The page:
• Sep 22, 2010
According to the man who runs the world's largest producer of natural rubber, demand for the gummy stuff will exceed supply for "at least another two years." The drop in production is said to be due to both droughts and heavy rains, but the result for you is an increase in the price of tires: both Bridgestone and Goodyear have raised their prices already.
According to Bloomberg, there was a rubber surplus of 237,000 tons last year, whereas this year there is expected to be a shortage of 60,000 tons. The drop in supplies and inventory has raised the price of rubber, and as investors move to take advantage of the rise in the commodity price, rubber is being pushed to a near-record $4 per kilogram. Climate-hampered tapping seasons in places like Thailand, Indonesia and Russia mean that actual harvests haven't met predictions.

Bridgestone, Goodyear and Cooper Tire raised their prices once this year and have just announced they'll do it again in October. The uncertainty of the economic recovery over the next two quarters could keep more increases from coming soon after, but according to insiders and observers, there will be price pressures on rubber-based goods for some time.

[Source: Bloomberg | Image: Getty]



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  • 14 Comments
      • 4 Years Ago
      Will we see a corresponding increase in the birth rate ?
      • 4 Years Ago
      can the start manufacturing the twheel anytime soon?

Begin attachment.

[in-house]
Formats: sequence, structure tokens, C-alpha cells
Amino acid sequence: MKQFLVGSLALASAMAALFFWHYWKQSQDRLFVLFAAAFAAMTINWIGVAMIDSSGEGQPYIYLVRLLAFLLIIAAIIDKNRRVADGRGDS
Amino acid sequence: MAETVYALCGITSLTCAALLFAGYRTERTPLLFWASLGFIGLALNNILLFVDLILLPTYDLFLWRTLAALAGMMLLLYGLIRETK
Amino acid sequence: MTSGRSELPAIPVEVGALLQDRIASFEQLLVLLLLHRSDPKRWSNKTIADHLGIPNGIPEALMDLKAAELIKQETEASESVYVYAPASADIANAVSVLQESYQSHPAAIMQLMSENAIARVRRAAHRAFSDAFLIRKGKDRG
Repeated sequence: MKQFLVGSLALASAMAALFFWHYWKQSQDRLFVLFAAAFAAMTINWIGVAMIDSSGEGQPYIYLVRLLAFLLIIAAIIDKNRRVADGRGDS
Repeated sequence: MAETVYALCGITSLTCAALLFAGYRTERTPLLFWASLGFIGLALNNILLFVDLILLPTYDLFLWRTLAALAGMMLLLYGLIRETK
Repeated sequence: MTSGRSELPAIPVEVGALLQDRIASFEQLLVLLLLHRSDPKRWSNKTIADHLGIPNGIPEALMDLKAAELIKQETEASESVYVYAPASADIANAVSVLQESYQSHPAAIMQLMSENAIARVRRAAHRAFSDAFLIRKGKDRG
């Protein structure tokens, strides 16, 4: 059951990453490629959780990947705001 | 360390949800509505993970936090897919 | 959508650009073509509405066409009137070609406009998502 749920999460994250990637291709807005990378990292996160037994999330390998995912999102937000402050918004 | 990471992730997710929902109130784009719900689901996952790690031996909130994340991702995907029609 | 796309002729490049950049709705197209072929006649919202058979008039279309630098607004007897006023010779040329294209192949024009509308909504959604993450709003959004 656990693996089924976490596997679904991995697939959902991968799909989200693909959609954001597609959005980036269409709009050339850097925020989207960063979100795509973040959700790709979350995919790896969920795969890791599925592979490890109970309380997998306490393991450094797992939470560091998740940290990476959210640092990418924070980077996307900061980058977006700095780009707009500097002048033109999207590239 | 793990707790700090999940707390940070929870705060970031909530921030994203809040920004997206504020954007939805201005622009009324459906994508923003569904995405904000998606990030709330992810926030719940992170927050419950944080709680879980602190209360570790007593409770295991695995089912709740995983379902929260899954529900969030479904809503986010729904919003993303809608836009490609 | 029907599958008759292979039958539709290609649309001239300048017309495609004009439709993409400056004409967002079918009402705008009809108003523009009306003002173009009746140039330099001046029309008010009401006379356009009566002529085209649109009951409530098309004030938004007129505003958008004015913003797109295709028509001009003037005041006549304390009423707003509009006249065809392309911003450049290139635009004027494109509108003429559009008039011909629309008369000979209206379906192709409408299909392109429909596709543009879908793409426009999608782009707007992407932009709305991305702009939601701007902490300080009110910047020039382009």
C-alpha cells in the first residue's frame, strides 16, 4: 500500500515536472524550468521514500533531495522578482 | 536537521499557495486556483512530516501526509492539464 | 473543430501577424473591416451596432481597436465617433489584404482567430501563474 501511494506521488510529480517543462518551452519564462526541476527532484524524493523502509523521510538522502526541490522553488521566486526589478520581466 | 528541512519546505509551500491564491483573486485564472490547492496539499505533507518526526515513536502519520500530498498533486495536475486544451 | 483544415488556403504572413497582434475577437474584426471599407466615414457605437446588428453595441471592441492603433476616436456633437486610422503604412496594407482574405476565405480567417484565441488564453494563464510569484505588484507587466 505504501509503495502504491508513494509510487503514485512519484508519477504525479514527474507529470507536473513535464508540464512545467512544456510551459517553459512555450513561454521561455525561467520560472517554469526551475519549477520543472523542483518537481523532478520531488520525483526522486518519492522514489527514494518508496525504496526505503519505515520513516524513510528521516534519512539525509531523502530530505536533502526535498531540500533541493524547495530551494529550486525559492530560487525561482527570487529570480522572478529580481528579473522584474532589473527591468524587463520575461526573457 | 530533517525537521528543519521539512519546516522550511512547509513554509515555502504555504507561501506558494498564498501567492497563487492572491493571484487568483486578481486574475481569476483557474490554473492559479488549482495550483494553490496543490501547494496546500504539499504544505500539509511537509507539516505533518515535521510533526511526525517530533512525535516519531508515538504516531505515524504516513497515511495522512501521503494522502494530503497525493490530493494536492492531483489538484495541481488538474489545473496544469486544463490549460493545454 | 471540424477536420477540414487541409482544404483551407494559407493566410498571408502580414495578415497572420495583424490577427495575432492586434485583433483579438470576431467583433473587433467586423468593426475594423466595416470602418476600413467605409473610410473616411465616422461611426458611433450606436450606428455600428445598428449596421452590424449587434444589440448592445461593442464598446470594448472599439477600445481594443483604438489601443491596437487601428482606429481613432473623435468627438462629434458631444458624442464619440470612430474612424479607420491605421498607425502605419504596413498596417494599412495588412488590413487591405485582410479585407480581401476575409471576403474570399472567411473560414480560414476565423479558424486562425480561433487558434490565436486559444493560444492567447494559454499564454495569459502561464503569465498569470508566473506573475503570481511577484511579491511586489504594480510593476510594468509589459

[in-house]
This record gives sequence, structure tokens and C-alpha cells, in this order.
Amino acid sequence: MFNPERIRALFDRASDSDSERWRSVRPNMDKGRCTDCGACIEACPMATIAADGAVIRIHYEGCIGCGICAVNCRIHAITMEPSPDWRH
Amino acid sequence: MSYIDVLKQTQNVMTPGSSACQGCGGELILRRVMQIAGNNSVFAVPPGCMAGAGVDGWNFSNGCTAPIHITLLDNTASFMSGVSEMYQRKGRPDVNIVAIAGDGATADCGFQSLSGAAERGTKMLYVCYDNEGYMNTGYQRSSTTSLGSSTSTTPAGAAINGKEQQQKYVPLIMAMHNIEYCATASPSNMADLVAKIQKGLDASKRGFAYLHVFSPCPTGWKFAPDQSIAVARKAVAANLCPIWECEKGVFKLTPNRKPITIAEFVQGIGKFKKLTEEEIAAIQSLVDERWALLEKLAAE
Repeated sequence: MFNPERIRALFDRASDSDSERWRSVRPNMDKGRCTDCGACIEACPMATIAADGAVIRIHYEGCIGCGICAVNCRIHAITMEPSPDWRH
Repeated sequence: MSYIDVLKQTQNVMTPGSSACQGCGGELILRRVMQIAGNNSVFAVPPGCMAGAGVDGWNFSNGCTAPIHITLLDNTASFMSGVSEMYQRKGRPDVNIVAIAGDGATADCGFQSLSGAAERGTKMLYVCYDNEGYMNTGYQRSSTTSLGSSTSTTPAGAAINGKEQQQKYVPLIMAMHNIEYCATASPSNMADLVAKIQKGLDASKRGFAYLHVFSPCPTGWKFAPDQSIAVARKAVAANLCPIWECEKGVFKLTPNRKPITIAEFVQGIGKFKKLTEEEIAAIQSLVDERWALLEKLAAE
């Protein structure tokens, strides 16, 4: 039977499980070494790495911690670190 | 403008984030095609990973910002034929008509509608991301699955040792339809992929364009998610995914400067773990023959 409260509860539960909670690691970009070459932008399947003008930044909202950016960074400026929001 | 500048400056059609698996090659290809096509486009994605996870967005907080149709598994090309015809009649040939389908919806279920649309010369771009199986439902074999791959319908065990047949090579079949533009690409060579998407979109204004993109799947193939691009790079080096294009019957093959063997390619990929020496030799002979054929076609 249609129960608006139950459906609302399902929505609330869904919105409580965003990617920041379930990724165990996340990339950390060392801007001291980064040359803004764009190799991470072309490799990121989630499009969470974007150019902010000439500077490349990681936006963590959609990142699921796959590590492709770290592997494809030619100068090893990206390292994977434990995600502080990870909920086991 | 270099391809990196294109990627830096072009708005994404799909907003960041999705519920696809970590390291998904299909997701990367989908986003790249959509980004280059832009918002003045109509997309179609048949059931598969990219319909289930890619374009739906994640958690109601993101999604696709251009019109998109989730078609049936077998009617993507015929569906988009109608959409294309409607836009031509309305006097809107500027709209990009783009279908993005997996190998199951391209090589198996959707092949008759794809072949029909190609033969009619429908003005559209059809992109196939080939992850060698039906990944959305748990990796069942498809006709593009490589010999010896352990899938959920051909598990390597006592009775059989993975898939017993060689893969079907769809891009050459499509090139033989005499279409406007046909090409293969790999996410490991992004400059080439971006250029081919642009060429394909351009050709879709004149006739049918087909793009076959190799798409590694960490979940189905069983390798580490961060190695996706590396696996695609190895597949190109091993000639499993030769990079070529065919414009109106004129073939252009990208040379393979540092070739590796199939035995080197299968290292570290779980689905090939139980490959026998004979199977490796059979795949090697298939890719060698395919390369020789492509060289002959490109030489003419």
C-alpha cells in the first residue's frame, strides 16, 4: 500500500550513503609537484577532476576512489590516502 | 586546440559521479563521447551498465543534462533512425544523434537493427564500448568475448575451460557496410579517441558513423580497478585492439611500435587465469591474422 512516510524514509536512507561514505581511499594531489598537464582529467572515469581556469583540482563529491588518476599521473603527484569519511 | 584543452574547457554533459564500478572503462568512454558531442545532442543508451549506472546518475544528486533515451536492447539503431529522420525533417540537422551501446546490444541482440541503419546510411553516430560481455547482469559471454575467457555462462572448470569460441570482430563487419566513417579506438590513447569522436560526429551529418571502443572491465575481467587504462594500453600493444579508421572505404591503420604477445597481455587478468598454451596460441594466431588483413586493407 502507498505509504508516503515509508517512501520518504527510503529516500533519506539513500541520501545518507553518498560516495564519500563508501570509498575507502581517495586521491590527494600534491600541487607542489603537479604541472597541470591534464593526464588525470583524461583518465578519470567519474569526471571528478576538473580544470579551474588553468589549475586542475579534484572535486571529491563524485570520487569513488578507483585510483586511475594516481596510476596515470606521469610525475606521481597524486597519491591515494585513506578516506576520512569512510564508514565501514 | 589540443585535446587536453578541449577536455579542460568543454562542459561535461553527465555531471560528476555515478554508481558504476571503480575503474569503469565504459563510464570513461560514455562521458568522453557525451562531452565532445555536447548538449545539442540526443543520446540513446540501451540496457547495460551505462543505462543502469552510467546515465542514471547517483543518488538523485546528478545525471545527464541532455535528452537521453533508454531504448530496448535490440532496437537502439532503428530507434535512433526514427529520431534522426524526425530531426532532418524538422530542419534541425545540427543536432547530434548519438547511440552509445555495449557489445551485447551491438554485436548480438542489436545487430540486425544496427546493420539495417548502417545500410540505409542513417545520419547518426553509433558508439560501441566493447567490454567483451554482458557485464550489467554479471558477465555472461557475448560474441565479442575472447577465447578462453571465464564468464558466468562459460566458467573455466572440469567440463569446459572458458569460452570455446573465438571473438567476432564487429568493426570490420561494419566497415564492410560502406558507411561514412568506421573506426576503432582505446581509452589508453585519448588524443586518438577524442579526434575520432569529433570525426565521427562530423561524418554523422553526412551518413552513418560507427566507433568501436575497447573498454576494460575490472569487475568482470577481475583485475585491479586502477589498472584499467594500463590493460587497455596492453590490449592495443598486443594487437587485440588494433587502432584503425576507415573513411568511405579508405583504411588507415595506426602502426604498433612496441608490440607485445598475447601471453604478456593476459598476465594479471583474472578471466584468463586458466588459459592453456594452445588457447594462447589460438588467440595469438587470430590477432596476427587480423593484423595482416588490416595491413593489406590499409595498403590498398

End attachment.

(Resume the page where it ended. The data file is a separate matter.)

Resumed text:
• 4 Years Ago
      The sky is falling! we're headed for peak rubber! ;)
        • 4 Years Ago
        Dan? Is that you? Did you hijack Middle Way's account?
      • 4 Years Ago
      Great to know that the drop in tire prices that occured last year where the result of a surplus of rubber. Heavy sarcasm........
      • 4 Years Ago
      How much natural latex do they still use in tires? I mean, synthetic rubber was developed over 70 years ago, in response to the Japanese military's capture of Asian latex-producing countries. I thought that most of the rubber used in tires was synthetic, petroleum-based stuff.
        • 4 Years Ago
        Good question. I also though that we would recycle a lot of the material.

        Secondly, the price increases are most likely based on just raw material that has yet to hit the production floor. Therefore, your buying tires with material that was priced lower, thus higher margins for Goodyear and Bridgestone.
      mag3865
      • 4 Years Ago
      Has she lost her wheel lock key?
      • 4 Years Ago
      This should be interesting for the drifting scene...
      • 4 Years Ago
      Cost of a burn-out just went up! Take it easy on the go pedal boy! ;-)
      • 4 Years Ago
      I would be happy to help her out changing that tire. And anything else she might need done.
      • 4 Years Ago
      I have to wonder how many cars are needlessly equipped with V-rated tires that wear out in 20-25,000 miles, and how that's affected tire consumption in the US and the world over the last five years.
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